Race and the race

Exit polling from both Indiana and North Carolina shows a Democratic electorate that's still divided by racial lines.

Alex Koppelman
May 7, 2008 4:47AM (UTC)

Going into Tuesday's primaries, the question of race and the racial divide in the Democratic electorate weighed heavily on observers' minds, as it always seems to lately.

Well, no surprise, it turns out that Democratic voters are still divided along racial lines, and that divide seems to have played a role in the night's results.


In Indiana, the electorate was 81 percent white, 15 percent African-American, 2 percent Latino, 1 percent Asian and 2 percent other. (The only numbers for candidate preference that we have from exit polling are for whites and African-Americans, however -- the same is true of North Carolina.) Whites went for Hillary Clinton, 60-40. African-Americans voted overwhelmingly for Barack Obama, 92-8.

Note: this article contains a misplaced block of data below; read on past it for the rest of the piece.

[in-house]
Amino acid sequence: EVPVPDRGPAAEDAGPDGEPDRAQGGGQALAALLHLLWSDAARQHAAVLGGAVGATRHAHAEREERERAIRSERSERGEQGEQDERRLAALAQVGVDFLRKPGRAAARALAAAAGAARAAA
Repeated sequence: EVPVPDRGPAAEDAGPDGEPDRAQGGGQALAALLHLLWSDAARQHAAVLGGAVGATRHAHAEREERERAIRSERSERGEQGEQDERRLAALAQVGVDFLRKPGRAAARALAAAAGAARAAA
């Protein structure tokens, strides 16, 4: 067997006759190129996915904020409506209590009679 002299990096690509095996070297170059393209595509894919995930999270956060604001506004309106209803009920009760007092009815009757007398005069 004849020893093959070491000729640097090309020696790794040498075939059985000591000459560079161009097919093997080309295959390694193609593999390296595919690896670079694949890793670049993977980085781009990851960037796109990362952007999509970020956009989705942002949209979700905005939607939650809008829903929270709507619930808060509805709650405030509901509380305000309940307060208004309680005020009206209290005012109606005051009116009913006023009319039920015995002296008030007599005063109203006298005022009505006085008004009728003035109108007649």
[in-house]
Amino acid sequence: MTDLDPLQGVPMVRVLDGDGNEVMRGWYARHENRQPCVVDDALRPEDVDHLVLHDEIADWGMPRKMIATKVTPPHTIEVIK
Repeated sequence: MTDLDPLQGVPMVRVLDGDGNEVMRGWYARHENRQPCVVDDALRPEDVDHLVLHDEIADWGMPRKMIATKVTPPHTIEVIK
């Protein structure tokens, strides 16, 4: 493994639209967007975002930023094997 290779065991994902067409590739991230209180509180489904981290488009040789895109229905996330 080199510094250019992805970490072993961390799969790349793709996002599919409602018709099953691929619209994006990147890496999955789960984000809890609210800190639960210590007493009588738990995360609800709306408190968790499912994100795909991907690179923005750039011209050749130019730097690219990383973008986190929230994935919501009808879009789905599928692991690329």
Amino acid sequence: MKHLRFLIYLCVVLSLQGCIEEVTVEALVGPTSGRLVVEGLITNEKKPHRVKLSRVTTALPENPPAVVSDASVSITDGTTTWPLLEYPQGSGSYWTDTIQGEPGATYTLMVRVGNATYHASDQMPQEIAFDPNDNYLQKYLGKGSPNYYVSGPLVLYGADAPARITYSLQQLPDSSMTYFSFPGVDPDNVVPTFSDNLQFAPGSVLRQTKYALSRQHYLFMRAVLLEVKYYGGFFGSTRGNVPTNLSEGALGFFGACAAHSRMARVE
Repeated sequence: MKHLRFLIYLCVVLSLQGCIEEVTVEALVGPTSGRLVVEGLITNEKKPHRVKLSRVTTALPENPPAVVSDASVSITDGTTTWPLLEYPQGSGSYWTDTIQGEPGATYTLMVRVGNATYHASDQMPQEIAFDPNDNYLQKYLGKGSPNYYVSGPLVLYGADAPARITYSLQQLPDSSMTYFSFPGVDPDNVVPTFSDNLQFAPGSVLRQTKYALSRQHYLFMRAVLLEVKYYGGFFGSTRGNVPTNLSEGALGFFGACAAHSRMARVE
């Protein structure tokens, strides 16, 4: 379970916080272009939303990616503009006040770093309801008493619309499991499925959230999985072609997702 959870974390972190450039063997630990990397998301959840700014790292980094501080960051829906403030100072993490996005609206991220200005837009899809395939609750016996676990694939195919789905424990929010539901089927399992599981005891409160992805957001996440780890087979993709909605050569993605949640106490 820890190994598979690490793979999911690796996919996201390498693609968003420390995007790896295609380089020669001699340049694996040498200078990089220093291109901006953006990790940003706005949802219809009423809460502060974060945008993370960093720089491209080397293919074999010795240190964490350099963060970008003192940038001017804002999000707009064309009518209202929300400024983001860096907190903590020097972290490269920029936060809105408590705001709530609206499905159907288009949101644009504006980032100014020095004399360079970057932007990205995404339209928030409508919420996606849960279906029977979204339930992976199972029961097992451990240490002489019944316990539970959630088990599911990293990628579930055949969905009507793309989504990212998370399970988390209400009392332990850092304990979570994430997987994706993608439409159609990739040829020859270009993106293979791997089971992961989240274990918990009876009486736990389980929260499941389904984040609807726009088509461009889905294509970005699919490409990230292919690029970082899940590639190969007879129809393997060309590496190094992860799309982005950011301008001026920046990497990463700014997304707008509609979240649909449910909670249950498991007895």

Exit poll respondents in Indiana were also asked whether the race of the candidate was important. Fifteen percent said it was -- they broke for Clinton, 57-43. The 84 percent who said it was not important also went for Clinton, but by a smaller margin, 51-49.

In North Carolina, the percentage of voters who are African-American was much larger. That was expected -- in many Southern states where party identification is polarized along racial lines, African-Americans make up a substantial and critical portion of Democratic voters. Sixty-two percent of voters in North Carolina's Democratic primary were white; they went for Clinton, 60-40. Thirty-three percent of the electorate were African-American; they went for Obama, 91-6.


North Carolina voters were also asked whether race had been important to them. Seventeen percent said yes. Obama won that group, 62-34. Eighty-one percent said no; Obama won that group as well, but by 54-42.

Alex Koppelman

Alex Koppelman is a staff writer for Salon.

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2008 Elections Barack Obama Hillary Rodham Clinton Race War Room

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